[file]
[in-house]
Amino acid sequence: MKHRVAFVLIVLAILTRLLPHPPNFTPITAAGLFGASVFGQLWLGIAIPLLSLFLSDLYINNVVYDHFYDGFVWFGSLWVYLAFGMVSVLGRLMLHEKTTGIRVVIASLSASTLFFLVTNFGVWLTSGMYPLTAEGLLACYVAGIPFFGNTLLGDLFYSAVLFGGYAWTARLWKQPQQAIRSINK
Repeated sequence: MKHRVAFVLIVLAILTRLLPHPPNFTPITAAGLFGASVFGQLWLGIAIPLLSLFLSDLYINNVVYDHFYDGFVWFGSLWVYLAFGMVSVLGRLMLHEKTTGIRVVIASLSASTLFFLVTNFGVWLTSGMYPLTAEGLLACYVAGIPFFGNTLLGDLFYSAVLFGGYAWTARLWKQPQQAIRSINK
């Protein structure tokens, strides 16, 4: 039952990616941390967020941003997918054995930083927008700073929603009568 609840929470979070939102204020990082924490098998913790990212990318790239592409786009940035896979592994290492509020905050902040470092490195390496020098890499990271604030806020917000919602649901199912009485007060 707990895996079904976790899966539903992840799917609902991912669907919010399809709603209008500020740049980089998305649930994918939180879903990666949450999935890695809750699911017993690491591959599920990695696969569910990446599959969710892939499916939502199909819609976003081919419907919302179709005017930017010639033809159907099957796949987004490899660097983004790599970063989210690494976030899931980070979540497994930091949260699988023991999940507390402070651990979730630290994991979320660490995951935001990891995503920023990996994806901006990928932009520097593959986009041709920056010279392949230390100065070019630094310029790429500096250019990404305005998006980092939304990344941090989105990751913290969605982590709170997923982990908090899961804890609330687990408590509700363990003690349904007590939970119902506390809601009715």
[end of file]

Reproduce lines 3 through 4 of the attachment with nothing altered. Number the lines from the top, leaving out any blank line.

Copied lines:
Repeated sequence: MKHRVAFVLIVLAILTRLLPHPPNFTPITAAGLFGASVFGQLWLGIAIPLLSLFLSDLYINNVVYDHFYDGFVWFGSLWVYLAFGMVSVLGRLMLHEKTTGIRVVIASLSASTLFFLVTNFGVWLTSGMYPLTAEGLLACYVAGIPFFGNTLLGDLFYSAVLFGGYAWTARLWKQPQQAIRSINK
């Protein structure tokens, strides 16, 4: 039952990616941390967020941003997918054995930083927008700073929603009568 609840929470979070939102204020990082924490098998913790990212990318790239592409786009940035896979592994290492509020905050902040470092490195390496020098890499990271604030806020917000919602649901199912009485007060 707990895996079904976790899966539903992840799917609902991912669907919010399809709603209008500020740049980089998305649930994918939180879903990666949450999935890695809750699911017993690491591959599920990695696969569910990446599959969710892939499916939502199909819609976003081919419907919302179709005017930017010639033809159907099957796949987004490899660097983004790599970063989210690494976030899931980070979540497994930091949260699988023991999940507390402070651990979730630290994991979320660490995951935001990891995503920023990996994806901006990928932009520097593959986009041709920056010279392949230390100065070019630094310029790429500096250019990404305005998006980092939304990344941090989105990751913290969605982590709170997923982990908090899961804890609330687990408590509700363990003690349904007590939970119902506390809601009715």